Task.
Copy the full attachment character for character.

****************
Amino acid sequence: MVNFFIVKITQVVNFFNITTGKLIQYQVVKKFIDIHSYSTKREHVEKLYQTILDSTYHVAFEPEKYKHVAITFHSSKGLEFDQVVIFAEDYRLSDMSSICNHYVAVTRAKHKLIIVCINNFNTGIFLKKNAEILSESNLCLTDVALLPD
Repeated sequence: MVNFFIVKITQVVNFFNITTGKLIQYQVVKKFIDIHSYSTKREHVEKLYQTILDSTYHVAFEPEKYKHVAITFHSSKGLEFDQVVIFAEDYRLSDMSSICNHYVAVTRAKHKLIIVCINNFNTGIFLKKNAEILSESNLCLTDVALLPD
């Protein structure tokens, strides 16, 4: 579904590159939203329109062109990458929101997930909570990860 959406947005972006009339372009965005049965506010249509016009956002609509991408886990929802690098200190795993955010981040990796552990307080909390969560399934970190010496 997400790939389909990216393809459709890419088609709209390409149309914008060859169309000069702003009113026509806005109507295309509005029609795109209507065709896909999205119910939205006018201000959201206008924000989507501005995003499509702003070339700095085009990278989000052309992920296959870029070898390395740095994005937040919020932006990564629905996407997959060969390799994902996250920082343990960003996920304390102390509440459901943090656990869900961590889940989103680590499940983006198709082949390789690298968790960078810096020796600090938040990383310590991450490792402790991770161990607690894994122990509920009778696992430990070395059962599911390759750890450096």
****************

Amino acid sequence: MVNFFIVKITQVVNFFNITTGKLIQYQVVKKFIDIHSYSTKREHVEKLYQTILDSTYHVAFEPEKYKHVAITFHSSKGLEFDQVVIFAEDYRLSDMSSICNHYVAVTRAKHKLIIVCINNFNTGIFLKKNAEILSESNLCLTDVALLPD
Repeated sequence: MVNFFIVKITQVVNFFNITTGKLIQYQVVKKFIDIHSYSTKREHVEKLYQTILDSTYHVAFEPEKYKHVAITFHSSKGLEFDQVVIFAEDYRLSDMSSICNHYVAVTRAKHKLIIVCINNFNTGIFLKKNAEILSESNLCLTDVALLPD
């Protein structure tokens, strides 16, 4: 579904590159939203329109062109990458929101997930909570990860 959406947005972006009339372009965005049965506010249509016009956002609509991408886990929802690098200190795993955010981040990796552990307080909390969560399934970190010496 997400790939389909990216393809459709890419088609709209390409149309914008060859169309000069702003009113026509806005109507295309509005029609795109209507065709896909999205119910939205006018201000959201206008924000989507501005995003499509702003070339700095085009990278989000052309992920296959870029070898390395740095994005937040919020932006990564629905996407997959060969390799994902996250920082343990960003996920304390102390509440459901943090656990869900961590889940989103680590499940983006198709082949390789690298968790960078810096020796600090938040990383310590991450490792402790991770161990607690894994122990509920009778696992430990070395059962599911390759750890450096």